Wednesday, October 26, 2016

Why We Love Iago

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As I was reading "Othello" for the individual play assignment, I found myself becoming increasingly more interested in the character Iago. And while it may be a stretch to describe this captivation as sympathy, something about his particular brand of villainy was appealing, and I had to ask myself why.

Now, it wouldn't be the first time audiences have fallen for a good psychopath story as a blacker means of escapism, but that answer alone didn't satisfy me, nor did explanations that Iago is simply the "worst" villain. What exactly makes him the true villain of Shakespeare, beating out the likes of Edmund in "King Lear" and Lady Macbeth in "Macbeth"? I tried to analyze why audiences love him, and I came up with three reasons, culminating in his invulnerability to moral principle.

Most obviously, Iago appeals to audiences because he's funny. This humor comes from his clever diction and dramatic irony, so it's definitely a darker form of comedy a la Joker in The Dark Knight ("Very poor choice of words . . ."), but it's nonetheless funny. For example, in answer to Lodovico's inquiry, "How does Lieutenant Cassio?", Iago answers "Lives, sir" (4.1.244-5). This is funny because the audience knows that due to Iago's manipulations, Othello is actually planning to murder Cassio, so the good Lieutenant may not be alive much longer. But Lodovico and Desdemona are both ignorant of the true import of Iago's dialogue. Iago appears almost frustrated in some parts at the others' blindness as to his true meaning, but can't help dangling these sinister little hints in front of the audience, which makes him seem malice incarnate, but also provides some much-needed comic relief.

Another source of Iago's appeal is his understanding of the difference between honesty and transparency. I was reading a New York Times article titled "How IagoExplains the World," and was fascinated by the author's argument that "transparency and secrecy are not simply opposite. Instead they interact, each reinforcing the other." By taking advantage of Othello's "free and open nature," Iago succeeds in using false shows of sincere emotion to manipulate him (1.2.442). In other words, Iago uses opaque transparency to show a fraction of the truth, but that fraction of the truth is meant to control someone else's perceptions; he's not being genuine, but he is being selectively transparent. Modern audiences watching him do this can easily relate it to our current political and entertainment climates, so the whole process rings, ironically, more true than ever.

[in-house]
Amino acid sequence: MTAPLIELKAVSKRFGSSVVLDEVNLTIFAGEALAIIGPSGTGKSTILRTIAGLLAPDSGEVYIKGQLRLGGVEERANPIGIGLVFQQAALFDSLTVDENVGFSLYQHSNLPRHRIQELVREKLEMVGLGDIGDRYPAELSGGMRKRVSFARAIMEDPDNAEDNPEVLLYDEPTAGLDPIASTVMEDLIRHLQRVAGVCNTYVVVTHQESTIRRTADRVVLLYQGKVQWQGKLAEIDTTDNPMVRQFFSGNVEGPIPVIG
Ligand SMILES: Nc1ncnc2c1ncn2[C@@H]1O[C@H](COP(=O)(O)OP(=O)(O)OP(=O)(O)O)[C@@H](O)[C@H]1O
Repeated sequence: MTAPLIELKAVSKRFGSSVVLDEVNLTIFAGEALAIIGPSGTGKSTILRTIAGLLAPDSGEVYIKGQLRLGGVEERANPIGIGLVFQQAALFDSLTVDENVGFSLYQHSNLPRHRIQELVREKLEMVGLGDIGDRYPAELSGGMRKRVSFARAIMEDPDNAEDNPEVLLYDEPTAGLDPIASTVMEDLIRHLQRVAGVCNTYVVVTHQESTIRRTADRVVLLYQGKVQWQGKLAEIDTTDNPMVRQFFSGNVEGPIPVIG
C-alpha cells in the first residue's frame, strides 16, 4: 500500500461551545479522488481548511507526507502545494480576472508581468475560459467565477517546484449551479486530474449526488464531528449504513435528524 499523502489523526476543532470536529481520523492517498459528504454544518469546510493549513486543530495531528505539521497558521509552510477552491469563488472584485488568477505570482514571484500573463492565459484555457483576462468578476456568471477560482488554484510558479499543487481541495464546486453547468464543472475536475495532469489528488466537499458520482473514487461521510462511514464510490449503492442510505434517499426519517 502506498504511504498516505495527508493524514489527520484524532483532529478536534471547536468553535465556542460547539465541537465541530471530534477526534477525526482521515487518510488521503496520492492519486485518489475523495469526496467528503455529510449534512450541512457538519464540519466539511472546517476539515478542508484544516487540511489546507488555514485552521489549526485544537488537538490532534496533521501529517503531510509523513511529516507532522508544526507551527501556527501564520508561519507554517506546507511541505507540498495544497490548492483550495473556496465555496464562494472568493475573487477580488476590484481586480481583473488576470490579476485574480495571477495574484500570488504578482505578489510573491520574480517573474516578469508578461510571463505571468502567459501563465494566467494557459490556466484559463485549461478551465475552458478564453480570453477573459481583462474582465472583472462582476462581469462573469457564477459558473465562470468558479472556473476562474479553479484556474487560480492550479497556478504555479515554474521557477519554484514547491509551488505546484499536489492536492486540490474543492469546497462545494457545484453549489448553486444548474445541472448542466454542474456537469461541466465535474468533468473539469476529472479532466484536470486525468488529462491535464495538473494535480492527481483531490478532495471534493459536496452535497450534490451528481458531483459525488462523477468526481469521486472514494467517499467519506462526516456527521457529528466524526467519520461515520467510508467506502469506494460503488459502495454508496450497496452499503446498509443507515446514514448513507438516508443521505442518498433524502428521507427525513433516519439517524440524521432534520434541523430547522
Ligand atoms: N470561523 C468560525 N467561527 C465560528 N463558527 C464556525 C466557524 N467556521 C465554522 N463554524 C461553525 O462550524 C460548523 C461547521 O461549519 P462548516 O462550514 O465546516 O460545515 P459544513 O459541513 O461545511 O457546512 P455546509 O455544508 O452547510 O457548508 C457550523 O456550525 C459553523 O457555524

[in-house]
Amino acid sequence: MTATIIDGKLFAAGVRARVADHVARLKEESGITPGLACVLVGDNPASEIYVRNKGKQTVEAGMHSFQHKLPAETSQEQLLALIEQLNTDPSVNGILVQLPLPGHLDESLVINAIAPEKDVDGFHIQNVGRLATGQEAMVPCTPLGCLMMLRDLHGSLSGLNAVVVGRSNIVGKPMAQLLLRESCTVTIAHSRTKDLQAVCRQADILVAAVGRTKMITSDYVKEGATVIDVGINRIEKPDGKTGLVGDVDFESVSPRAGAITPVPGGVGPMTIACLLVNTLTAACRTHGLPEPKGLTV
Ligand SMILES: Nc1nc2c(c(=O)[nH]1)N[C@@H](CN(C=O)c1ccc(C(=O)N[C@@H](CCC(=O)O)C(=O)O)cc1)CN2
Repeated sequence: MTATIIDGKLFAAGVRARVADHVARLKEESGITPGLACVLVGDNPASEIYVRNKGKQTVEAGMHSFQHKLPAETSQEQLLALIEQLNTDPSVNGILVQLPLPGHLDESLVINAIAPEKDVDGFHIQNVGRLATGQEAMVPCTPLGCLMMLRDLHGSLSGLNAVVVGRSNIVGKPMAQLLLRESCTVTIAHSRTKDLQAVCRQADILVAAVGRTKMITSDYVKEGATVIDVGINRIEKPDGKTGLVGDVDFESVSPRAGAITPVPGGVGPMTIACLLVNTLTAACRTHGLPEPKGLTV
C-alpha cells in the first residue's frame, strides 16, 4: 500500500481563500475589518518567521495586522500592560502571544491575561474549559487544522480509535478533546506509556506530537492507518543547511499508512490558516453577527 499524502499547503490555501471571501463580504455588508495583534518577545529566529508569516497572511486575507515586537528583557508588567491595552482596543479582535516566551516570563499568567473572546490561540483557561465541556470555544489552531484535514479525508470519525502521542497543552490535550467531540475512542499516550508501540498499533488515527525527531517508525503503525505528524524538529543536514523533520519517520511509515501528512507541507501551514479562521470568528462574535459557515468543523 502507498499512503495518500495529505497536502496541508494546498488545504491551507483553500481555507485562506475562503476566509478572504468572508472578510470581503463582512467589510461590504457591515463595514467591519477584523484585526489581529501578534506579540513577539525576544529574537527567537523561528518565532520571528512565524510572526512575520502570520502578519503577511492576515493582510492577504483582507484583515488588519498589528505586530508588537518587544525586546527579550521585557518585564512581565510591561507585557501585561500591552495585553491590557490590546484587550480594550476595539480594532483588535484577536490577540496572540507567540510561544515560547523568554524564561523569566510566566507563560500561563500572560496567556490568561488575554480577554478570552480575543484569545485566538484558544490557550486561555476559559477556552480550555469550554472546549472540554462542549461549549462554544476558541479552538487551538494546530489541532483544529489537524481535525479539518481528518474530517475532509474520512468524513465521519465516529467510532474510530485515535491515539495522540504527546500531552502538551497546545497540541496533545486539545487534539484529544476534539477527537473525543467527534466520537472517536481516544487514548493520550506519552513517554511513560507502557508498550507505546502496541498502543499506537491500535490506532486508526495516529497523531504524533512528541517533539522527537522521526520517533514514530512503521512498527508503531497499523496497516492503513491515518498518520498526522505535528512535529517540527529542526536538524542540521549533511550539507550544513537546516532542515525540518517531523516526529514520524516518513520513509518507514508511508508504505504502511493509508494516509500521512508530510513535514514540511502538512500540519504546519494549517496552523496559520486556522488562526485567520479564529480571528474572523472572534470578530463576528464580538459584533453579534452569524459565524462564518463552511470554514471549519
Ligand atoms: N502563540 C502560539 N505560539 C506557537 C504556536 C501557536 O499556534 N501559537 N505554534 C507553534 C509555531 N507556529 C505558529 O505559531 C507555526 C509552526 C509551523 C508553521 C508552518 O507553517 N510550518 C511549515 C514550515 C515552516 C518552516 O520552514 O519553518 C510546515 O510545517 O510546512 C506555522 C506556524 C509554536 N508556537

Paint, created by Micah Cozzens
But I believe the true catharsis, or purging of emotion, occurs because Iago has no sense of sanctity for moral principle, integrity, nobility, or true beauty, and so he is invulnerable. While the other characters succumb to their emotions, he plays logically and dispassionately. We see ourselves in Othello and Desdemona, victims of our misguided hearts and souls, which are so easily plagued by suspicion and senseless affection. But we long to be Iago because he's free to live for the gratification of his intellect, without the remorse that makes us the rest of us painfully, painfully human. By arguing "I am not what I am," he rejects the oft-quoted phrase of Christian deity, the great "I AM," making himself totally inhuman, a type of Satan. And who can ask for a better villain than the devil himself?


  1. Something you could mention as you talk about Iago dangling these hints is how his fellow characters cannot seem to grasp the manipulations. Instead, the comment on his honesty quite frequently. 2.1.45 and 2.3.355 are a few instances that I can think of off hand (or pull up in my annotated notes, you know).

  2. I thought your comparison of the Joker and Iago was brilliant. I have never read the play, but in my opinion, the Joker is one of the most interesting villains in all of pop culture, so I'd love to see a Shakespearean version of this well-known figure. If you choose to explore this more, here is a good blogpost to look at ( It talks about how both the Joker and Iago can be seen as Machiavellian (cunning, scheming, and unscrupulous, especially in politics or in advancing one's career) villains due to their use of rhetoric. Or, if you want to take more of a literary criticism route, this article is good, as it brings postmodernism into the argument (

  3. I never read the play but if Iago is really like Joker then he is evil just to be evil, so I looked up this: and it talks about Iago's motivations and why he does what he does.

  4. This is an interesting analysis you have here. You're incorporating a character analysis with an almost genre analysis by connecting it to the necessary role of catharsis. "Lust for Audience: An Interpretation of Othello" on JSTOR is a good article that does a quality job of a character analysis of Lago. You could use it as a valuable resource for a rebuttle arguement.

  5. I like your NY Times article and the media you created as ways of exploring this play and character. Some excellent suggestions from Riley and Kevin, etc. Worth looking up. You are sneaking up on an interesting approach or claim for analyzing Othello (the play) by focusing on Iago. However, it seems as though you are saying catharsis comes by identifying with Iago, the villain, as the tragic hero rather than Othello himself. That would be a strong and engaging claim, but hard to prove, also.